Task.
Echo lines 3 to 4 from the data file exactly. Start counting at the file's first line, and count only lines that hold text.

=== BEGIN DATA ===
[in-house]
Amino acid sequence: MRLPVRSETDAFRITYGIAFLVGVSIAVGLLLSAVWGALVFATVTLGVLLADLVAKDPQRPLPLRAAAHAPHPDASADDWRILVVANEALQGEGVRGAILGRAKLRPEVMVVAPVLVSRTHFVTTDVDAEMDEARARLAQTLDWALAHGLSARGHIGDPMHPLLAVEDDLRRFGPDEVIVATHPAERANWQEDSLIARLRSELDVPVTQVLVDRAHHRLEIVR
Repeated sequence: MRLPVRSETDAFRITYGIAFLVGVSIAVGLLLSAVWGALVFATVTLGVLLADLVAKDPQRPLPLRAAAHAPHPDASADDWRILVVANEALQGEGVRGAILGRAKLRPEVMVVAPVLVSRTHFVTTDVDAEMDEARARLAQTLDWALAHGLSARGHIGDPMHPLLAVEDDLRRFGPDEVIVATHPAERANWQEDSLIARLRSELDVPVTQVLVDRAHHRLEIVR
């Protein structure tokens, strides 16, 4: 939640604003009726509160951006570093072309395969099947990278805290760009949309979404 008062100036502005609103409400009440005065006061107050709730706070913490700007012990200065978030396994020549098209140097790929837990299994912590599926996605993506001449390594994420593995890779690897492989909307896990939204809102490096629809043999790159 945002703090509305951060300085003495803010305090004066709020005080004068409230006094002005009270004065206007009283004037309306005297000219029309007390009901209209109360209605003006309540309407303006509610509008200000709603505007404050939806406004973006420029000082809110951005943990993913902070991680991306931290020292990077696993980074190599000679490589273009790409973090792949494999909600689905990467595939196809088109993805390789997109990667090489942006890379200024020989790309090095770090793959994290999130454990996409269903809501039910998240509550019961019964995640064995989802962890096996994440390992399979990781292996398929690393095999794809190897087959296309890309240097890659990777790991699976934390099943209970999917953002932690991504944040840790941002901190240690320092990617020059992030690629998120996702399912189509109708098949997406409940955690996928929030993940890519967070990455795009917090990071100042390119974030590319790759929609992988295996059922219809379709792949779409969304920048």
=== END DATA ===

Repeated sequence: MRLPVRSETDAFRITYGIAFLVGVSIAVGLLLSAVWGALVFATVTLGVLLADLVAKDPQRPLPLRAAAHAPHPDASADDWRILVVANEALQGEGVRGAILGRAKLRPEVMVVAPVLVSRTHFVTTDVDAEMDEARARLAQTLDWALAHGLSARGHIGDPMHPLLAVEDDLRRFGPDEVIVATHPAERANWQEDSLIARLRSELDVPVTQVLVDRAHHRLEIVR
């Protein structure tokens, strides 16, 4: 939640604003009726509160951006570093072309395969099947990278805290760009949309979404 008062100036502005609103409400009440005065006061107050709730706070913490700007012990200065978030396994020549098209140097790929837990299994912590599926996605993506001449390594994420593995890779690897492989909307896990939204809102490096629809043999790159 945002703090509305951060300085003495803010305090004066709020005080004068409230006094002005009270004065206007009283004037309306005297000219029309007390009901209209109360209605003006309540309407303006509610509008200000709603505007404050939806406004973006420029000082809110951005943990993913902070991680991306931290020292990077696993980074190599000679490589273009790409973090792949494999909600689905990467595939196809088109993805390789997109990667090489942006890379200024020989790309090095770090793959994290999130454990996409269903809501039910998240509550019961019964995640064995989802962890096996994440390992399979990781292996398929690393095999794809190897087959296309890309240097890659990777790991699976934390099943209970999917953002932690991504944040840790941002901190240690320092990617020059992030690629998120996702399912189509109708098949997406409940955690996928929030993940890519967070990455795009917090990071100042390119974030590319790759929609992988295996059922219809379709792949779409969304920048």